Modality Specific Analgesia Produced by Intrathecal Anti-Substance P Antibody
Substance P (SP) is a putative primary afferent transmitter of nociceptive information . Intrathecal injection of SP produces an increased sensitivity to heat [2,3] and pressure  in tests for nociceptive thresholds. Recently, SP was shown to be released from spinal cord by noxious pressure but not noxious thermal stimulation, while somatostatin (SST) was selectively released by noxious thermal stimulation  suggesting a modality specific role for these peptides in relation to pain. Previously, antibodies to SP (anti-SP) and SST (anti-SST) have been used to demonstrate the presence of SP and SST immunoreactive fibers in the dorsal horn of the spinal cord . In this study we have used antibodies to SP and SST to determine whether a modality specific analgesia for these peptides could be demonstrated. The present experiments first tested the tail flick latency to heat and the paw withdrawal response to pressure in rats following intrathecal injections of anti SP, anti-SST or normal serum. In a second experiment, the behavioral effects of anti-SP serum were compared to normal serum in rats which were tested prior to injection.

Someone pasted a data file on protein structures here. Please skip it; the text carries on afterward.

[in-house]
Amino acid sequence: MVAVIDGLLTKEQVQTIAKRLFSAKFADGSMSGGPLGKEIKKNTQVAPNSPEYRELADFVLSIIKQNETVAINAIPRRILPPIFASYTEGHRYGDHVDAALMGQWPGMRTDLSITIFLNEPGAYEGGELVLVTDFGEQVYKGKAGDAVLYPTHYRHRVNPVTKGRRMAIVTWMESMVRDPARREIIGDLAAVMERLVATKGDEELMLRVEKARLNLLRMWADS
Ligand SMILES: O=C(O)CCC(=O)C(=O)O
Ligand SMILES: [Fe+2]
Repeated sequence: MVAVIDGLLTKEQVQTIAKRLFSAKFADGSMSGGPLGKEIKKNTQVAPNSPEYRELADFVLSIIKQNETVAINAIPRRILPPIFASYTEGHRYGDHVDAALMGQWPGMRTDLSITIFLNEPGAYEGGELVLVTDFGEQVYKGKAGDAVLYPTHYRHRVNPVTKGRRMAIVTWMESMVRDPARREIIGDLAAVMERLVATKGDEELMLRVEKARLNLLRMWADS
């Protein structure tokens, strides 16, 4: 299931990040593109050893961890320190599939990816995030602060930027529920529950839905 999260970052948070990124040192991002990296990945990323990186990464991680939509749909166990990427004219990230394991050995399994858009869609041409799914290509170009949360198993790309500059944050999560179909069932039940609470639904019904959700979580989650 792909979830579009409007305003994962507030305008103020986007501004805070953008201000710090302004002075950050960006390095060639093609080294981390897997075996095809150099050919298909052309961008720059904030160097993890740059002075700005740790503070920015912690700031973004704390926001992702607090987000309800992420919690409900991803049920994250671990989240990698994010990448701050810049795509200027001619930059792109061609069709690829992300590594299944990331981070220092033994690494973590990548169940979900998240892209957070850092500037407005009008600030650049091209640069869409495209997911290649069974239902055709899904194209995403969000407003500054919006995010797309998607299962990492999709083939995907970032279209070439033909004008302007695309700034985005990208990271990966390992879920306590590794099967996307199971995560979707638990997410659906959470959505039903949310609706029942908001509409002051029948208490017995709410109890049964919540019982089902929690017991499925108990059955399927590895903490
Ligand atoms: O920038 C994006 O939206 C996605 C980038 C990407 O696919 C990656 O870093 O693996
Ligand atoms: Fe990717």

KeywordsDorsal Horn Control Serum Spinal Dorsal Horn Intrathecal Injection Nociceptive Threshold
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